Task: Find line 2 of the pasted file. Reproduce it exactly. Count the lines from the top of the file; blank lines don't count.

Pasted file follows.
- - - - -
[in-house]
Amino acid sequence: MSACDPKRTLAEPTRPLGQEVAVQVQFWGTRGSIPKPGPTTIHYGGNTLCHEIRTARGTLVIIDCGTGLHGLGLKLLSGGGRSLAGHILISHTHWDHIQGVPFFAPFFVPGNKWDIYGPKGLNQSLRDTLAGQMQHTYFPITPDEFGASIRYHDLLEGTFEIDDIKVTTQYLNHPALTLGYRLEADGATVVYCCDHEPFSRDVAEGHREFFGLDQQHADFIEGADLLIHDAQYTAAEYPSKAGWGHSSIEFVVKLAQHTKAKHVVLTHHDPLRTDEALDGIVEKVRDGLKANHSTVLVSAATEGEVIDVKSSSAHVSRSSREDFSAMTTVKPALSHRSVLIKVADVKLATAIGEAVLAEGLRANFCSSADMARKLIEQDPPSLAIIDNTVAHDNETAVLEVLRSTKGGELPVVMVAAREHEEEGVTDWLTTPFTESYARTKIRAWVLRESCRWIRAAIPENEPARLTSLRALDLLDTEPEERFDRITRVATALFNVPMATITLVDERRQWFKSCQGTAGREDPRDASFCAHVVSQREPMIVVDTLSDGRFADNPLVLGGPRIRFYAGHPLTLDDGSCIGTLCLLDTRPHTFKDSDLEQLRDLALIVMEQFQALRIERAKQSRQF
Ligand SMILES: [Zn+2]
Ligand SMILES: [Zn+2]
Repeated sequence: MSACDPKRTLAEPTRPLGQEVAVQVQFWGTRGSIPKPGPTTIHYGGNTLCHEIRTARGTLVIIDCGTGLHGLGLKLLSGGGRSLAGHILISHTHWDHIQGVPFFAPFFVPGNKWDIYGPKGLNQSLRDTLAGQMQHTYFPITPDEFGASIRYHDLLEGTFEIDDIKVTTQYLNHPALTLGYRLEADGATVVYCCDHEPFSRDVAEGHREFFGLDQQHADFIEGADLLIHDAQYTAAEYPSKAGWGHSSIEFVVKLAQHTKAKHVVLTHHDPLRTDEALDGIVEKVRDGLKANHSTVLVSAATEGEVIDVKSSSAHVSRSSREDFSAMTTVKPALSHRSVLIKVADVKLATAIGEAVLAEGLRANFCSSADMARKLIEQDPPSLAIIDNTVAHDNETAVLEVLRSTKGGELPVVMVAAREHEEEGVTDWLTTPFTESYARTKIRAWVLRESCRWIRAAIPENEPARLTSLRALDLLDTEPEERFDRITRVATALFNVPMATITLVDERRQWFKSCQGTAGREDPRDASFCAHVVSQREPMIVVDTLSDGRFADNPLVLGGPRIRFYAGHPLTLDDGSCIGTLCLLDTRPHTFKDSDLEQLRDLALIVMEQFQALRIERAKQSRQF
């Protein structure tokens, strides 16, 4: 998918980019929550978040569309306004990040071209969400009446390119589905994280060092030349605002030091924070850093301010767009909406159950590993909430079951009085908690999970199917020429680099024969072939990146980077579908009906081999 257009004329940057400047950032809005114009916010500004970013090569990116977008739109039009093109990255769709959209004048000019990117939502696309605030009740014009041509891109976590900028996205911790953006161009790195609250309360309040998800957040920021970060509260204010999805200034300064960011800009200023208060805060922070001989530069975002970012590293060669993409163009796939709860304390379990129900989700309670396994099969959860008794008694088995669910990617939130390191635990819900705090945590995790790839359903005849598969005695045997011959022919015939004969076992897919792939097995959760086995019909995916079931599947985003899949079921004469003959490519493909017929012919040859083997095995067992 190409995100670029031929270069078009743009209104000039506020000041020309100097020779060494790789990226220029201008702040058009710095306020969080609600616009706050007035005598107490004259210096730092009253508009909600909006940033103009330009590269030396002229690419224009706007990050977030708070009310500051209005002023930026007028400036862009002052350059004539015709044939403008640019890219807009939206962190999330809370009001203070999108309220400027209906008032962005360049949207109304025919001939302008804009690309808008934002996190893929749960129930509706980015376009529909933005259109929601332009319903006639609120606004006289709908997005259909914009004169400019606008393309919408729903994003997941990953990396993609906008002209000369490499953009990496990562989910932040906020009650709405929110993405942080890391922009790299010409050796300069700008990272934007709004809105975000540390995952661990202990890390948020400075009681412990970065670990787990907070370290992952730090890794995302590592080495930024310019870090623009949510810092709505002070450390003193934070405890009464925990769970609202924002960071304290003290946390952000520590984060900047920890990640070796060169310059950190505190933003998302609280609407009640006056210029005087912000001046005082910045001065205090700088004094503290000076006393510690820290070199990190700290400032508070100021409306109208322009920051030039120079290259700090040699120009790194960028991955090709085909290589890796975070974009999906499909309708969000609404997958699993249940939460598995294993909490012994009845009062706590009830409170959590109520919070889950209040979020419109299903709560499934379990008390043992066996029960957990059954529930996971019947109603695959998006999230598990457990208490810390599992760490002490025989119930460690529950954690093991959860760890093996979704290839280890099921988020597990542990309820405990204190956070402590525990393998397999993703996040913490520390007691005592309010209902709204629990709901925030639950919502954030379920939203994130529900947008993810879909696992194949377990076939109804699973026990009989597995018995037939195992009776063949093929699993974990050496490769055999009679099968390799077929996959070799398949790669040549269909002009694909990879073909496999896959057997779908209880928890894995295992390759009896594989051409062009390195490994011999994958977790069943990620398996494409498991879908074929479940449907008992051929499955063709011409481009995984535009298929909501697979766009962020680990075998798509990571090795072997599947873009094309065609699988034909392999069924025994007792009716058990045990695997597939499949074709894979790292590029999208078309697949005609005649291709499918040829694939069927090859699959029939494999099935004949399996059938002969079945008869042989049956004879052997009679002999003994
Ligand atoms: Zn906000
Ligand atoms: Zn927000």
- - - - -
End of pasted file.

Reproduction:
Amino acid sequence: MSACDPKRTLAEPTRPLGQEVAVQVQFWGTRGSIPKPGPTTIHYGGNTLCHEIRTARGTLVIIDCGTGLHGLGLKLLSGGGRSLAGHILISHTHWDHIQGVPFFAPFFVPGNKWDIYGPKGLNQSLRDTLAGQMQHTYFPITPDEFGASIRYHDLLEGTFEIDDIKVTTQYLNHPALTLGYRLEADGATVVYCCDHEPFSRDVAEGHREFFGLDQQHADFIEGADLLIHDAQYTAAEYPSKAGWGHSSIEFVVKLAQHTKAKHVVLTHHDPLRTDEALDGIVEKVRDGLKANHSTVLVSAATEGEVIDVKSSSAHVSRSSREDFSAMTTVKPALSHRSVLIKVADVKLATAIGEAVLAEGLRANFCSSADMARKLIEQDPPSLAIIDNTVAHDNETAVLEVLRSTKGGELPVVMVAAREHEEEGVTDWLTTPFTESYARTKIRAWVLRESCRWIRAAIPENEPARLTSLRALDLLDTEPEERFDRITRVATALFNVPMATITLVDERRQWFKSCQGTAGREDPRDASFCAHVVSQREPMIVVDTLSDGRFADNPLVLGGPRIRFYAGHPLTLDDGSCIGTLCLLDTRPHTFKDSDLEQLRDLALIVMEQFQALRIERAKQSRQF